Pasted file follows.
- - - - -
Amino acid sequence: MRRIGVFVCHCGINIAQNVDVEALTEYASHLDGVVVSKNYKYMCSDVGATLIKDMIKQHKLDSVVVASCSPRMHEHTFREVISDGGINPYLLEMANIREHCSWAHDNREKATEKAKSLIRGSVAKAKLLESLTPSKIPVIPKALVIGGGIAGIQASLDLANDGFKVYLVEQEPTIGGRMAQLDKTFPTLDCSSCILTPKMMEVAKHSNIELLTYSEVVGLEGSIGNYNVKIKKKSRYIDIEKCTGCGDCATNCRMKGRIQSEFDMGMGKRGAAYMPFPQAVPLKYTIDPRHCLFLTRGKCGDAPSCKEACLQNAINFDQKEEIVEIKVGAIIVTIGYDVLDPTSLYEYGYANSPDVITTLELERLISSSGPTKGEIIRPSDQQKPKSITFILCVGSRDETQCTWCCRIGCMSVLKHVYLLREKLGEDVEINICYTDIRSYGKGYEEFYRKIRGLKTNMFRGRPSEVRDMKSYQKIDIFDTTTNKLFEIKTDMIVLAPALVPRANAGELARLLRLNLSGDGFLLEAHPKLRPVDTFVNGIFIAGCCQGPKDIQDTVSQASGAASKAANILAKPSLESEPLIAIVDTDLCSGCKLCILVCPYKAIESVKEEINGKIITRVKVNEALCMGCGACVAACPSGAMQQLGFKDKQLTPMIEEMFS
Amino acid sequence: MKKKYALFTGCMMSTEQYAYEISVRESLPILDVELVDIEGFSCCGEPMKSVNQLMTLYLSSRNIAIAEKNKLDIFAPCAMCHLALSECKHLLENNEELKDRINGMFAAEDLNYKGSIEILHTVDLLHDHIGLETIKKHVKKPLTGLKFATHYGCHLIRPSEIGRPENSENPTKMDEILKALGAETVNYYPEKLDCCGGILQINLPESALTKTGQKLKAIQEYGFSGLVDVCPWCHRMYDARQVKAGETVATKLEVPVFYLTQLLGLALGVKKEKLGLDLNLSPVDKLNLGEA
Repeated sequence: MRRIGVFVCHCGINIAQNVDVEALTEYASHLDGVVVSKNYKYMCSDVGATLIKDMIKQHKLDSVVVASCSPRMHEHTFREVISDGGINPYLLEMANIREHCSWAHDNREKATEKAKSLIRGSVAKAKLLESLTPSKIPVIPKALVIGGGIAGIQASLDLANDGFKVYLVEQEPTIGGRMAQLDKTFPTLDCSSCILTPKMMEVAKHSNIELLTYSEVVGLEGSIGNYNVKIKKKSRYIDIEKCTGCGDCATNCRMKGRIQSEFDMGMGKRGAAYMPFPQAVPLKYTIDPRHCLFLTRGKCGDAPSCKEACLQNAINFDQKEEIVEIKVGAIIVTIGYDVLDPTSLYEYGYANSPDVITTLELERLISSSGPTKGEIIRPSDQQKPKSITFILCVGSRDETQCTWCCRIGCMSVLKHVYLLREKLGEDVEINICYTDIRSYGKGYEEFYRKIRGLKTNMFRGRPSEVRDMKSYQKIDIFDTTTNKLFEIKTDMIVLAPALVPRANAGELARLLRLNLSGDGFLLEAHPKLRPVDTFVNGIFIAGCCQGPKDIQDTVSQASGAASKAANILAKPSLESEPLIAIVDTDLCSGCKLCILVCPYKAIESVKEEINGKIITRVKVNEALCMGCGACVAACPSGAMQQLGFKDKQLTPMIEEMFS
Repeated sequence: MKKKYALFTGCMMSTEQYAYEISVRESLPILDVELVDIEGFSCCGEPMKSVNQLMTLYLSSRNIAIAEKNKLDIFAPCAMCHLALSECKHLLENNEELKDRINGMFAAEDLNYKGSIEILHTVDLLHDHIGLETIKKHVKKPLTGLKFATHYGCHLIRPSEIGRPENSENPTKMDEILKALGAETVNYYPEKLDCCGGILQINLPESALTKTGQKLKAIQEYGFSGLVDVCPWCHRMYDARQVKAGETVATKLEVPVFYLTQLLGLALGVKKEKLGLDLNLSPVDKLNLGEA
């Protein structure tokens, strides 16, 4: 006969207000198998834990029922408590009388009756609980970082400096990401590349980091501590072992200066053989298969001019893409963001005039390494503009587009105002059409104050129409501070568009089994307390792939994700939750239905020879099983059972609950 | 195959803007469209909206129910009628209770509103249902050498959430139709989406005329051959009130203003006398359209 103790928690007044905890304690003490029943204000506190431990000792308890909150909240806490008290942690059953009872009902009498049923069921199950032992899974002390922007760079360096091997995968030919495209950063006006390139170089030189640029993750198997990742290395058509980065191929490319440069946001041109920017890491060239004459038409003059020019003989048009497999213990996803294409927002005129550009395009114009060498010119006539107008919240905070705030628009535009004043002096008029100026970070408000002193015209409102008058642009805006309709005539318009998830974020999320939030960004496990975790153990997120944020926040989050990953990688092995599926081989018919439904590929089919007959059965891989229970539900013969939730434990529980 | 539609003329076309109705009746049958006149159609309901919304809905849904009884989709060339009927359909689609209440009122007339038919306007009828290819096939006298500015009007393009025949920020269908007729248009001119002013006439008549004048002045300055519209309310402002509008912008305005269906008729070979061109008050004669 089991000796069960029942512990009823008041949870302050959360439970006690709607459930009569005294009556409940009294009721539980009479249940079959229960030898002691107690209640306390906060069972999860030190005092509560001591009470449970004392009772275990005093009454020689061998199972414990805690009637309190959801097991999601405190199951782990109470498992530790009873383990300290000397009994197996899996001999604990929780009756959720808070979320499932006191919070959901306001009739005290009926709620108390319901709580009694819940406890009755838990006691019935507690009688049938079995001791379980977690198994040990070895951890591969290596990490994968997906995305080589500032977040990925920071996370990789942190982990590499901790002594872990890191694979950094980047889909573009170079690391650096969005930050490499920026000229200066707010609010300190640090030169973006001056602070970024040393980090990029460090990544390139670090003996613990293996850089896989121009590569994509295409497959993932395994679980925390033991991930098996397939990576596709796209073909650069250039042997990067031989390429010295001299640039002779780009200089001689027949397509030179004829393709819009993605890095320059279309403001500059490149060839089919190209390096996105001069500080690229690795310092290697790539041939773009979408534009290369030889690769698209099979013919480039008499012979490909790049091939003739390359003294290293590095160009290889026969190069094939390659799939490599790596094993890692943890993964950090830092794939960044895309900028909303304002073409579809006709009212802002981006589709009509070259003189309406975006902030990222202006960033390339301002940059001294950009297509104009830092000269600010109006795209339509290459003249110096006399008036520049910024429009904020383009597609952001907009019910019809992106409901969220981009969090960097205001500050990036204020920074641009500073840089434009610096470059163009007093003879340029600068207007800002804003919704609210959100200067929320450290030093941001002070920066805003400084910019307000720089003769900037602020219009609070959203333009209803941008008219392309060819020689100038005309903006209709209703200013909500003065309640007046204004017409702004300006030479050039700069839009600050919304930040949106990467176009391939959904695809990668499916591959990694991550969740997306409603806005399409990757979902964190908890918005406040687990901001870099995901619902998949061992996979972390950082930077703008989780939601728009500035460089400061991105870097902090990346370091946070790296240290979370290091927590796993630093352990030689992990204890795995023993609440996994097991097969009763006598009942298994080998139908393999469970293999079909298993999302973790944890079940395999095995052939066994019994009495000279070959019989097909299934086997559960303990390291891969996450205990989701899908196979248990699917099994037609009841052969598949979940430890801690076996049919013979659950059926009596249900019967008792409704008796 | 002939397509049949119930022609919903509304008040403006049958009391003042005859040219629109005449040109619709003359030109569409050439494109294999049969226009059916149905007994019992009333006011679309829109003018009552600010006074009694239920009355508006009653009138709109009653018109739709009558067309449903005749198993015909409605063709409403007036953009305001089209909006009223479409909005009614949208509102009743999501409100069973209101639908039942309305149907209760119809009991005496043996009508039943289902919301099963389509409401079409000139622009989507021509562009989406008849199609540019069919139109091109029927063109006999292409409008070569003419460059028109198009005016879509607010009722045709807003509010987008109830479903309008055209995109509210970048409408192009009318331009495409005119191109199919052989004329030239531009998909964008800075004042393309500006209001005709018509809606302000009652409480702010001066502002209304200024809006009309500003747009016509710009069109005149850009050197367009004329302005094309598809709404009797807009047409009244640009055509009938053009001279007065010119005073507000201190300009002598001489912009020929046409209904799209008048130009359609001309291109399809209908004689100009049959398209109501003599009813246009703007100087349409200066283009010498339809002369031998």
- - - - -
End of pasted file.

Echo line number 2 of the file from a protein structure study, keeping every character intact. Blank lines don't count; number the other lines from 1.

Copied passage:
Amino acid sequence: MKKKYALFTGCMMSTEQYAYEISVRESLPILDVELVDIEGFSCCGEPMKSVNQLMTLYLSSRNIAIAEKNKLDIFAPCAMCHLALSECKHLLENNEELKDRINGMFAAEDLNYKGSIEILHTVDLLHDHIGLETIKKHVKKPLTGLKFATHYGCHLIRPSEIGRPENSENPTKMDEILKALGAETVNYYPEKLDCCGGILQINLPESALTKTGQKLKAIQEYGFSGLVDVCPWCHRMYDARQVKAGETVATKLEVPVFYLTQLLGLALGVKKEKLGLDLNLSPVDKLNLGEA